In constructing and stocking this tool chest, much common sense in qualitative psychology is discarded. Boxes give warnings against community psychology, grounded theory, ethics committees, interpretive phenomenological analysis, conversation analysis, and the free-association narrative interview. In their place are a smorgasbord of radical resources with affiliation to feminism, Foucault and Marxism; peppered with references to radical work being done in interesting places such as South Africa, Colombia, Italy, Manchester and New Zealand.

Qualitative Psychology has definitely broken new ground. It treats the reader as a (potentially) creative thinker and radical practitioner. Rather than rules, it provides tools. While it provides a much wider and more flexible definition of ‘research’ than you’ll find in standard textbooks, I believe that there is still room to expand the category. The limitations of the book are evident in its (implicit) addressee: a psychology student in the developed world. This subject, presumably, is already infused with the traditional experimental and other paradigms which hold sway in this context. In a place like South Africa, in contrast, where .01% of the population hold PhDs (as opposed to 1.8% in Germany, for example), people need training in the pragmatics (know how) of diverse kinds of quantitative and qualitative research which can variously be put to service of a transformation agenda. The addressee, is not necessarily a university students, let alone a psychology undergraduate (future players in the knowledge economy), but any citizen interested in participating in the knowledge society. Qualitative Psychology has taken the first steps in the direction of a new genre of methods textbook. knowledge2go can learn many lessons from this text as it tries to provide researchers with the nuts and bolts for innovation, participation and debate.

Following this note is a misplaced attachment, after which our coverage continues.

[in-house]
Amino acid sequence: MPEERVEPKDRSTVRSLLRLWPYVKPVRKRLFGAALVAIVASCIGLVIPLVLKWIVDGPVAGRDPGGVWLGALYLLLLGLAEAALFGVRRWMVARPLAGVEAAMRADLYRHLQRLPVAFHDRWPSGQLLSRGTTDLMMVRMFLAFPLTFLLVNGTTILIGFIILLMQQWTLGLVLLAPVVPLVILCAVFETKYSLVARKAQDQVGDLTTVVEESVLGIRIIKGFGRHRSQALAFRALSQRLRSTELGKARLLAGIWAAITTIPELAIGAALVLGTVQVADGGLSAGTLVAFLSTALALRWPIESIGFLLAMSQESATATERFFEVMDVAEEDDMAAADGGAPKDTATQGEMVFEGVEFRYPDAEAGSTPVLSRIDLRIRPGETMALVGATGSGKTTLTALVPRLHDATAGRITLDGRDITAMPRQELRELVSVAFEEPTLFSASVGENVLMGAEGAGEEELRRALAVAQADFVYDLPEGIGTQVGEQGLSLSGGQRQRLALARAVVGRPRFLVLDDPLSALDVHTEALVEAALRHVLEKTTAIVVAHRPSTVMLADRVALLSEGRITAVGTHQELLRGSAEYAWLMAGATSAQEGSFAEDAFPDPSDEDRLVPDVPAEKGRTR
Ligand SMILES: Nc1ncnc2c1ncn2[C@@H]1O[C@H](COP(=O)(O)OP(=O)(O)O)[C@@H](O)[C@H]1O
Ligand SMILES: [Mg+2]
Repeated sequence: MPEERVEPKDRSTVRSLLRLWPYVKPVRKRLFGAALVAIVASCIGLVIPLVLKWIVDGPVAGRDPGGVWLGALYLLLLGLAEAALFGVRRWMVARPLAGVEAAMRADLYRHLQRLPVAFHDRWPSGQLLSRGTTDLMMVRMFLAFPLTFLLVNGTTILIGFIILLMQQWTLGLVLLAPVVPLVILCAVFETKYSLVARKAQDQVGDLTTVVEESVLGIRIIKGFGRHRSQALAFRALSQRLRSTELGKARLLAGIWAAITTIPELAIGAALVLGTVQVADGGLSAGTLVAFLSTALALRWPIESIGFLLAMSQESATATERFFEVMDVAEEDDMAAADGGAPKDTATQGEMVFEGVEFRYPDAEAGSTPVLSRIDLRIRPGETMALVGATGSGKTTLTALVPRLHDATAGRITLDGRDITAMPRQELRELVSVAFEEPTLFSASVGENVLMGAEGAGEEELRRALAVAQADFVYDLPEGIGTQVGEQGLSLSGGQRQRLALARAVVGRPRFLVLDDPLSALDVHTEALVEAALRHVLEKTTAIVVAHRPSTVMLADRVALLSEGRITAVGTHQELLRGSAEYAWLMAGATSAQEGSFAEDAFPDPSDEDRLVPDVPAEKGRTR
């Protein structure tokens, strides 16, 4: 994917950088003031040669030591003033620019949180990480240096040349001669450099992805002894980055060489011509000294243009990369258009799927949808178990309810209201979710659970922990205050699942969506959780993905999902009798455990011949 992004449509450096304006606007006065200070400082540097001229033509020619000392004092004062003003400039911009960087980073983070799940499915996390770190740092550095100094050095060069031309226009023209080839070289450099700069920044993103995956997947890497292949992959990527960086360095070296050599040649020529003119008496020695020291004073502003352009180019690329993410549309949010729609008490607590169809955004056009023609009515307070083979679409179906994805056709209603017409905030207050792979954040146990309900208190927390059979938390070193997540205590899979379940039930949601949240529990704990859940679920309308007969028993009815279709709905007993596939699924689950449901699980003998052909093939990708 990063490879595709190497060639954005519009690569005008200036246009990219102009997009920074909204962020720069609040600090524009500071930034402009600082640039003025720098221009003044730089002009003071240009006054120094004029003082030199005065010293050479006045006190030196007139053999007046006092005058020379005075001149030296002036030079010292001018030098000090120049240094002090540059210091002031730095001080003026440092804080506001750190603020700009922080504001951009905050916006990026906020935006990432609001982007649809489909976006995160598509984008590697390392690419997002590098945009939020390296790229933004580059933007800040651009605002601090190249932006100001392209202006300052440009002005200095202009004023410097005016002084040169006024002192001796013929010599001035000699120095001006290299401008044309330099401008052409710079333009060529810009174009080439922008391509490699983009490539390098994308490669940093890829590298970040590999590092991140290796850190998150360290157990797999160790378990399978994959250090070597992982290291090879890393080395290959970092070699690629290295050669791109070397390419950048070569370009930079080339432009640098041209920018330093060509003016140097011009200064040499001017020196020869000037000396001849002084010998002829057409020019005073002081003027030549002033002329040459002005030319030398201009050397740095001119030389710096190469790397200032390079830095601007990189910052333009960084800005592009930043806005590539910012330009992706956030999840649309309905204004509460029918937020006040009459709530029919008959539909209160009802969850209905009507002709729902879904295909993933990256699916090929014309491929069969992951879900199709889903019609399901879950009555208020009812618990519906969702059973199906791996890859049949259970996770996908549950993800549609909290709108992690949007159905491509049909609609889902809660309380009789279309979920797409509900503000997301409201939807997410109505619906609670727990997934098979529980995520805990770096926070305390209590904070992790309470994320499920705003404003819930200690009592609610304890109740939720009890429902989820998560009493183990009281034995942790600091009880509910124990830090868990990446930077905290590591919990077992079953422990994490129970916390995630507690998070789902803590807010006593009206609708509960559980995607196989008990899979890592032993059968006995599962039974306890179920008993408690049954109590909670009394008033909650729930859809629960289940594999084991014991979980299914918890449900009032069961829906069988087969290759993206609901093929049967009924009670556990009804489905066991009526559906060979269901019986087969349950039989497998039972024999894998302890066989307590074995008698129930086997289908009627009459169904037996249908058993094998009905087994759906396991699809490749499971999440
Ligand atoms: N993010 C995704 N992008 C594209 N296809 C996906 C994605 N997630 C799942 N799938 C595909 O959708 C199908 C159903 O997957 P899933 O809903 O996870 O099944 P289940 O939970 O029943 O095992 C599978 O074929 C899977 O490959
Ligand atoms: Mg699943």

Reviewed by Kevin Durrheim

Rip-off 101

A new report, Rip-off 101: How The Current Practices Of The Textbook Industry Drive Up The Cost Of College Textbooks, by the US consumer body CALPRIG has been causing quite a stir. Some highlights from the report (which is available as a free pdf download):

* Textbooks are expensive and have been steadily getting more expensive
* “Bundled” materials such as CD-ROMs significantly increase textbook prices, but are rarely used by students or lecturers.
* Publishers create new editions with very few content changes – making cheaper used textbooks obsolete.
(photo credit: Paul Keleher)